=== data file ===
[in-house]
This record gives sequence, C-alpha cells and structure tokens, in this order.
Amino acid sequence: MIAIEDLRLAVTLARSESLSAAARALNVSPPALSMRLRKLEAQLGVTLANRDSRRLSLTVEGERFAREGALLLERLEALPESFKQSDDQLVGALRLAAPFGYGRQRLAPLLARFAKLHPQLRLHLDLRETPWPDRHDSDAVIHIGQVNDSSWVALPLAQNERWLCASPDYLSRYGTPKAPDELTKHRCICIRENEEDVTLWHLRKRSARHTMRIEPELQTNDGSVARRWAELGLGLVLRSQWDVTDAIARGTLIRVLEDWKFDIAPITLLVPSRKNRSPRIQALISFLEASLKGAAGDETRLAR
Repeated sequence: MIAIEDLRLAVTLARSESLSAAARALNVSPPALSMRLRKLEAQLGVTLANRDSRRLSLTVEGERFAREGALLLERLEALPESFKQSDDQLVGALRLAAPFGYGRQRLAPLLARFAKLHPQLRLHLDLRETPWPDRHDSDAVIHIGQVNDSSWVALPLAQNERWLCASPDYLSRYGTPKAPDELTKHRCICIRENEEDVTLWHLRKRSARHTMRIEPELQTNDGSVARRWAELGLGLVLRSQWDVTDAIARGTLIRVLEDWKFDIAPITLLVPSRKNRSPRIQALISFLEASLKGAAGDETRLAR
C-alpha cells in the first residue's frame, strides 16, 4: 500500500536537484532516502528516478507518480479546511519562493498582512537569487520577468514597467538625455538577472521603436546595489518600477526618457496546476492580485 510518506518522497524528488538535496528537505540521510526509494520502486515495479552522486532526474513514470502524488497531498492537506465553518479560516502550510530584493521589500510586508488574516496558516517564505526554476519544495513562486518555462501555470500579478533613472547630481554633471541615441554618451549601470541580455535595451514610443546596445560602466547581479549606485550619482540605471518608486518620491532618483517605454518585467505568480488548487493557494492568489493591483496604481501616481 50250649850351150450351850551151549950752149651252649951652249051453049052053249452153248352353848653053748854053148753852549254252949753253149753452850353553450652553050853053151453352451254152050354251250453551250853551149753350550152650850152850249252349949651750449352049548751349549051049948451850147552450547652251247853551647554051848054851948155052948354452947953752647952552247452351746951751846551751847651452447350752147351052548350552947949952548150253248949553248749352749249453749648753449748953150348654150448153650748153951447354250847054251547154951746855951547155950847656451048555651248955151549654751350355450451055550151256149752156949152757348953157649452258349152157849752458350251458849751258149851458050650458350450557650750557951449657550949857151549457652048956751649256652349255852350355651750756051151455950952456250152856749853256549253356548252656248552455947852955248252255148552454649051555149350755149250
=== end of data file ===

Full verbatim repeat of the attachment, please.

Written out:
[in-house]
This record gives sequence, C-alpha cells and structure tokens, in this order.
Amino acid sequence: MIAIEDLRLAVTLARSESLSAAARALNVSPPALSMRLRKLEAQLGVTLANRDSRRLSLTVEGERFAREGALLLERLEALPESFKQSDDQLVGALRLAAPFGYGRQRLAPLLARFAKLHPQLRLHLDLRETPWPDRHDSDAVIHIGQVNDSSWVALPLAQNERWLCASPDYLSRYGTPKAPDELTKHRCICIRENEEDVTLWHLRKRSARHTMRIEPELQTNDGSVARRWAELGLGLVLRSQWDVTDAIARGTLIRVLEDWKFDIAPITLLVPSRKNRSPRIQALISFLEASLKGAAGDETRLAR
Repeated sequence: MIAIEDLRLAVTLARSESLSAAARALNVSPPALSMRLRKLEAQLGVTLANRDSRRLSLTVEGERFAREGALLLERLEALPESFKQSDDQLVGALRLAAPFGYGRQRLAPLLARFAKLHPQLRLHLDLRETPWPDRHDSDAVIHIGQVNDSSWVALPLAQNERWLCASPDYLSRYGTPKAPDELTKHRCICIRENEEDVTLWHLRKRSARHTMRIEPELQTNDGSVARRWAELGLGLVLRSQWDVTDAIARGTLIRVLEDWKFDIAPITLLVPSRKNRSPRIQALISFLEASLKGAAGDETRLAR
C-alpha cells in the first residue's frame, strides 16, 4: 500500500536537484532516502528516478507518480479546511519562493498582512537569487520577468514597467538625455538577472521603436546595489518600477526618457496546476492580485 510518506518522497524528488538535496528537505540521510526509494520502486515495479552522486532526474513514470502524488497531498492537506465553518479560516502550510530584493521589500510586508488574516496558516517564505526554476519544495513562486518555462501555470500579478533613472547630481554633471541615441554618451549601470541580455535595451514610443546596445560602466547581479549606485550619482540605471518608486518620491532618483517605454518585467505568480488548487493557494492568489493591483496604481501616481 50250649850351150450351850551151549950752149651252649951652249051453049052053249452153248352353848653053748854053148753852549254252949753253149753452850353553450652553050853053151453352451254152050354251250453551250853551149753350550152650850152850249252349949651750449352049548751349549051049948451850147552450547652251247853551647554051848054851948155052948354452947953752647952552247452351746951751846551751847651452447350752147351052548350552947949952548150253248949553248749352749249453749648753449748953150348654150448153650748153951447354250847054251547154951746855951547155950847656451048555651248955151549654751350355450451055550151256149752156949152757348953157649452258349152157849752458350251458849751258149851458050650458350450557650750557951449657550949857151549457652048956751649256652349255852350355651750756051151455950952456250152856749853256549253356548252656248552455947852955248252255148552454649051555149350755149250